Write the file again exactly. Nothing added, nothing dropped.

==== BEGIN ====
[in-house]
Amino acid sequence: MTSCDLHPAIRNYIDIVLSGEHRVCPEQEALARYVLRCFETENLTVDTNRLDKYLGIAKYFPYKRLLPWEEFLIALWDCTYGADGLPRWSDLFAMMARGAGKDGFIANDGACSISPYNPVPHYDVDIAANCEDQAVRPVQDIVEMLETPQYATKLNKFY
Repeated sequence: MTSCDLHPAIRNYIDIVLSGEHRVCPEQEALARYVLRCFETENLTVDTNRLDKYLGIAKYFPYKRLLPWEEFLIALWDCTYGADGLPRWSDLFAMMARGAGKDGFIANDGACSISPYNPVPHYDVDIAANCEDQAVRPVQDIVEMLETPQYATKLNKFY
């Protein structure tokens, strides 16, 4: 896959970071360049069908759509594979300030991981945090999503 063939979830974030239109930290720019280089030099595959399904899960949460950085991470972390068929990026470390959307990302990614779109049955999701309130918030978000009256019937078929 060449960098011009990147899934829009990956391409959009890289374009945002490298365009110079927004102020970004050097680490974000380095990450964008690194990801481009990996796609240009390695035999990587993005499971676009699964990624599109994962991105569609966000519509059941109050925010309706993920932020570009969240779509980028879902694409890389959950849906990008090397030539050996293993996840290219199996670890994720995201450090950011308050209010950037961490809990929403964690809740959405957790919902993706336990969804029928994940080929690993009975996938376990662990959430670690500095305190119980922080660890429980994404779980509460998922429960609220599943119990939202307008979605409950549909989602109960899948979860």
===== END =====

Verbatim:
[in-house]
Amino acid sequence: MTSCDLHPAIRNYIDIVLSGEHRVCPEQEALARYVLRCFETENLTVDTNRLDKYLGIAKYFPYKRLLPWEEFLIALWDCTYGADGLPRWSDLFAMMARGAGKDGFIANDGACSISPYNPVPHYDVDIAANCEDQAVRPVQDIVEMLETPQYATKLNKFY
Repeated sequence: MTSCDLHPAIRNYIDIVLSGEHRVCPEQEALARYVLRCFETENLTVDTNRLDKYLGIAKYFPYKRLLPWEEFLIALWDCTYGADGLPRWSDLFAMMARGAGKDGFIANDGACSISPYNPVPHYDVDIAANCEDQAVRPVQDIVEMLETPQYATKLNKFY
């Protein structure tokens, strides 16, 4: 896959970071360049069908759509594979300030991981945090999503 063939979830974030239109930290720019280089030099595959399904899960949460950085991470972390068929990026470390959307990302990614779109049955999701309130918030978000009256019937078929 060449960098011009990147899934829009990956391409959009890289374009945002490298365009110079927004102020970004050097680490974000380095990450964008690194990801481009990996796609240009390695035999990587993005499971676009699964990624599109994962991105569609966000519509059941109050925010309706993920932020570009969240779509980028879902694409890389959950849906990008090397030539050996293993996840290219199996670890994720995201450090950011308050209010950037961490809990929403964690809740959405957790919902993706336990969804029928994940080929690993009975996938376990662990959430670690500095305190119980922080660890429980994404779980509460998922429960609220599943119990939202307008979605409950549909989602109960899948979860």